Let’s begin with all cards on the table. For me, when it comes to cheapo fashion and bargain hunting, vintage shops and flea markets are just out of the question. I cannot get past the thought of another person’s debris in my newly acquired garments, no matter how many times it’s washed. And don’t even get me started on used shoes.
Germaphobia aside, the “vintage” look really isn’t my style—I lean towards the casual/modern side of trends. However, fashion-forward shops in Tokyo are generally accompanied by exorbitant price tags that my cheapo wallet vehemently rejects. That’s problem number one. Problem number two is size availability—more often than not, Japanese clothing does not indulge a bigger bust or a swinging hip (both with which I am blessed/cursed).
Here’s where GU comes in. In the company’s own words, GU “offers fun fashion at fabulously low prices,” which I back as accurate (minus the cheesiness). This clothing chain is part of the ubiquitous Uniqlo brand (but cheaper), and you’ll often see both stores paired side by side. In regards to sizing, its XS-XXL designations are comparable to those of North American clothing. So, with those shopping-in-Tokyo dilemmas ironed out, let’s take a look at the merch:
You can get a decent winter coat for as little as 2,900 yen! And seeing as Tokyo winters are not really much to write home about, you need not invest in anything too thick or feathery that usually requires a heftier sum of dough. Plus, if you’re the type who toggles between hot and cold, you should consider layering anyway. Which brings me to…
You can get plain tanks, Ts and long sleeves for largely under 1,000 yen.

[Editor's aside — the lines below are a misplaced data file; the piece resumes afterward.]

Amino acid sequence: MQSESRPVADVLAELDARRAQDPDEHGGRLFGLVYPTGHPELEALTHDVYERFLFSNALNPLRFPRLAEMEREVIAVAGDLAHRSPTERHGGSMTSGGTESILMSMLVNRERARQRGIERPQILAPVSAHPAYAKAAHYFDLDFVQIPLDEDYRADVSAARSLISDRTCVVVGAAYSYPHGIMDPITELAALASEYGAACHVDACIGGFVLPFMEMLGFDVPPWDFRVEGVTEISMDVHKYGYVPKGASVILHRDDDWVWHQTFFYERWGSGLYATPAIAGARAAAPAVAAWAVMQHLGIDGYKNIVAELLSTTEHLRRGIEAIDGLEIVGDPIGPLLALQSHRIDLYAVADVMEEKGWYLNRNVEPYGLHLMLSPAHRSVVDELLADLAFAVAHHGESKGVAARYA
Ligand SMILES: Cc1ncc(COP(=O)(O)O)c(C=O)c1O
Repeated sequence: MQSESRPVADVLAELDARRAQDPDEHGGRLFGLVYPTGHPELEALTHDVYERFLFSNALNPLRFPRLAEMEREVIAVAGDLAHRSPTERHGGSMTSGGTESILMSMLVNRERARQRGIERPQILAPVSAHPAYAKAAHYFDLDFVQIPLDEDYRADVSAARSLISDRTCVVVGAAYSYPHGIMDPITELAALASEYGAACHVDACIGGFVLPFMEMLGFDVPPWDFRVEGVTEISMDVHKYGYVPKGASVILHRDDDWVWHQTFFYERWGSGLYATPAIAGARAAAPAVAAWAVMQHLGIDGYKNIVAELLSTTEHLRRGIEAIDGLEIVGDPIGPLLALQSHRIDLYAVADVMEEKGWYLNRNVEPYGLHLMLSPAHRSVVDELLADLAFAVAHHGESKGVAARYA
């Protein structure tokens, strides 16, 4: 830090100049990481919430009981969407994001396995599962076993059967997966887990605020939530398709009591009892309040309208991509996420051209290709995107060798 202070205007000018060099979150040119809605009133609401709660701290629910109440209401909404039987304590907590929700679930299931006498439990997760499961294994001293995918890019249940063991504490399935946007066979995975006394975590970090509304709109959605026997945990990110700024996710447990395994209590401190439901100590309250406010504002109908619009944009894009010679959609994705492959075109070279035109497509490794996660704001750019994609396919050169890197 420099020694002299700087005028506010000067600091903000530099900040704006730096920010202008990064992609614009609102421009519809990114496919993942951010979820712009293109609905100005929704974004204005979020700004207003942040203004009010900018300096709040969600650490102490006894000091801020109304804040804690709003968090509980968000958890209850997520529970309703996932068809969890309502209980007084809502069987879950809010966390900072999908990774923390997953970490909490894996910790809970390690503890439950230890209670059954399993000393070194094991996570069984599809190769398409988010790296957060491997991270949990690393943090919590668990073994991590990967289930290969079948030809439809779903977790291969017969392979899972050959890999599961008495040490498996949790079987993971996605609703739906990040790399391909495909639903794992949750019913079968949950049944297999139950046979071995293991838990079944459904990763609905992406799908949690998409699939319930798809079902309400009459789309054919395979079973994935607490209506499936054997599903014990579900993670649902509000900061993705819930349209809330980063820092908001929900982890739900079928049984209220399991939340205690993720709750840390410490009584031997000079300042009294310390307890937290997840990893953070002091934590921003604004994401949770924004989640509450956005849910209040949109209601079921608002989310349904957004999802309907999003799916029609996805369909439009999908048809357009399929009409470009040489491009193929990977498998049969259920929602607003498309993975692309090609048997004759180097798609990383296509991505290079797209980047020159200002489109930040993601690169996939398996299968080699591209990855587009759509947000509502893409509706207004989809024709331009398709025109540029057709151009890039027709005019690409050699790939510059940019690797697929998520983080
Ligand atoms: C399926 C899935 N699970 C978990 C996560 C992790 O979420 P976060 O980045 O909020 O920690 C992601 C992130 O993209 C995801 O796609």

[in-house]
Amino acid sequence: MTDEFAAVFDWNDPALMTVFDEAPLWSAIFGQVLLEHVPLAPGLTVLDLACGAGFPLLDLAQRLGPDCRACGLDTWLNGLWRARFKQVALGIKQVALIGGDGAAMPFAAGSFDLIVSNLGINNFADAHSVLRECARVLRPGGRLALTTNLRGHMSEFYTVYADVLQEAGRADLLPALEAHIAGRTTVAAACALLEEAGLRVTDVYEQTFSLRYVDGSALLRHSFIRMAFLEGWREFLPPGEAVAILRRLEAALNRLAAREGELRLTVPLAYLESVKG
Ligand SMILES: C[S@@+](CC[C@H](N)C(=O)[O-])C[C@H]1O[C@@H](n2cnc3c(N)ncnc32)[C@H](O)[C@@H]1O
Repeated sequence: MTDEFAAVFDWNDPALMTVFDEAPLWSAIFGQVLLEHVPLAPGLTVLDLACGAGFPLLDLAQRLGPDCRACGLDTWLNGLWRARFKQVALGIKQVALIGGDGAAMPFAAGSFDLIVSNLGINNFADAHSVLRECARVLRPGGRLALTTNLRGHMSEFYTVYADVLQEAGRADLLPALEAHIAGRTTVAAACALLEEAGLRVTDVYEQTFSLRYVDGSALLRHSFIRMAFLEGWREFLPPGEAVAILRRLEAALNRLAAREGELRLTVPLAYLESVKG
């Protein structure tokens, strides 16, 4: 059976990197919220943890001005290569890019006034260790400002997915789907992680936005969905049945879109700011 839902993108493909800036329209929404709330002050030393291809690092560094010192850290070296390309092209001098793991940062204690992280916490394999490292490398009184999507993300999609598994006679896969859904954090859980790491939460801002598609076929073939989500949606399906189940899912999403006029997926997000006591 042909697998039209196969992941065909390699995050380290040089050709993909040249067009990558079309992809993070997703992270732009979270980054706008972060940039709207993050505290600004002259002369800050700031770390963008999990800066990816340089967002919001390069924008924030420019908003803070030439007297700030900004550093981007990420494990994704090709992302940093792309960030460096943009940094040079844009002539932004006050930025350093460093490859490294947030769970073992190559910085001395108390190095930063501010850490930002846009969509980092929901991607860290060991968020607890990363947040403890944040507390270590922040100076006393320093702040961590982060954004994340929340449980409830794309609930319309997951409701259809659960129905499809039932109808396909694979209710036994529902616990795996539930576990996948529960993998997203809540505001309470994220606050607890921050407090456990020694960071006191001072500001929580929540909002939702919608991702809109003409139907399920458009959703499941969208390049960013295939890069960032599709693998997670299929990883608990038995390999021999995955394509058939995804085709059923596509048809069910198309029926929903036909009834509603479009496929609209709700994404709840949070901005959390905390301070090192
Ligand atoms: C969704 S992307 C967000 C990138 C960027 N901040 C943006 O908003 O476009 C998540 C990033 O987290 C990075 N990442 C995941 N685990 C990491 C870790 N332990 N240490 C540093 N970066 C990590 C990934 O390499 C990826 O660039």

With chilly temperatures falling, the GU Warm collection comes highly recommended. One of my favs is a plain long-sleeve cotton shirt with a discreet fuzz on the inside, so it feels like you’re wrapped in a day-long blanket.
Trendy tops, bottoms, dresses, cardigans, sweaters, and a slew more can all be found for well under 1,500 yen a pop. There’s usually a good selection of both “normal” and quirky pieces that are representative of unique Tokyo fashion. In the past I’ve picked up t-shirt dresses with cute pockets, dressy overalls and funky-patterned sweaters that have ranked high for compliments during trips back to my home country.
If you dislike business wear as much as I do, and consider it more of a uniform, you won’t want to dish out your hard earned cash for it. They have button-ups from 990-1,490 yen and dress pants for as little as 990 yen.
Photograph the famous Shibuya scramble crossing, wander around the curious and quirky love hotel hill, visit Yoyogi park and Meiji shrine...
Room wear and Intimates
GUs has everything from pajamas to leggings and socks, from shapewear to lingerie. Though, a word of advice to you bigger busted ladies out there, you will not come out victorious looking for bras at GU—instead I recommend Wacoal, which carries up to cup size E.
The accessories section is on fleek. Depending on the store, a whole floor can be devoted to displays of shoes (990-2,490 yen), jewelry (590-990 yen), bags (990-1,990 yen) and belts (590-790 yen) to help you complete your fashion look.
You can find GU stores all across Japan, with 24 of them around Tokyo. They’re generally pretty easy to spot in any of the major shopping areas like Ginza, Ikebukuro, Shibuya and Shinjuku, just to name a few. Consult the GU Tokyo store locator to find the closest one near you (link is in Japanese, but Google Translate works wonders).
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